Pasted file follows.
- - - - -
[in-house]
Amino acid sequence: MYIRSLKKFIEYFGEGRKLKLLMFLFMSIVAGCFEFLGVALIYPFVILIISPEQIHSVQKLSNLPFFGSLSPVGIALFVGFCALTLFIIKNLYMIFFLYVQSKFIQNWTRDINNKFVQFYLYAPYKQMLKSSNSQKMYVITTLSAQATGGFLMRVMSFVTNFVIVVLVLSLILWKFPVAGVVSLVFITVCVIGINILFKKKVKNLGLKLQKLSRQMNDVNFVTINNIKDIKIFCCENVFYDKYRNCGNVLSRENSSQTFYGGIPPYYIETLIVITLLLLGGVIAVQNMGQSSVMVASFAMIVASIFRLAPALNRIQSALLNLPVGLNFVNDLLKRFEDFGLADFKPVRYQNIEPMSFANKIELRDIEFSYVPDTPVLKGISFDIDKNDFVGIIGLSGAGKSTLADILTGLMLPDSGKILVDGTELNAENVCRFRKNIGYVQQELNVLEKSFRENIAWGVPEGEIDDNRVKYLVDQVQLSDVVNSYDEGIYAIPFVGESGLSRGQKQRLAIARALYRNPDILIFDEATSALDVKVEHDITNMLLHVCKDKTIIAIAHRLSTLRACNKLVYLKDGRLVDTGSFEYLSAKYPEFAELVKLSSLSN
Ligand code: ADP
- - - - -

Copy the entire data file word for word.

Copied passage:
[in-house]
Amino acid sequence: MYIRSLKKFIEYFGEGRKLKLLMFLFMSIVAGCFEFLGVALIYPFVILIISPEQIHSVQKLSNLPFFGSLSPVGIALFVGFCALTLFIIKNLYMIFFLYVQSKFIQNWTRDINNKFVQFYLYAPYKQMLKSSNSQKMYVITTLSAQATGGFLMRVMSFVTNFVIVVLVLSLILWKFPVAGVVSLVFITVCVIGINILFKKKVKNLGLKLQKLSRQMNDVNFVTINNIKDIKIFCCENVFYDKYRNCGNVLSRENSSQTFYGGIPPYYIETLIVITLLLLGGVIAVQNMGQSSVMVASFAMIVASIFRLAPALNRIQSALLNLPVGLNFVNDLLKRFEDFGLADFKPVRYQNIEPMSFANKIELRDIEFSYVPDTPVLKGISFDIDKNDFVGIIGLSGAGKSTLADILTGLMLPDSGKILVDGTELNAENVCRFRKNIGYVQQELNVLEKSFRENIAWGVPEGEIDDNRVKYLVDQVQLSDVVNSYDEGIYAIPFVGESGLSRGQKQRLAIARALYRNPDILIFDEATSALDVKVEHDITNMLLHVCKDKTIIAIAHRLSTLRACNKLVYLKDGRLVDTGSFEYLSAKYPEFAELVKLSSLSN
Ligand code: ADP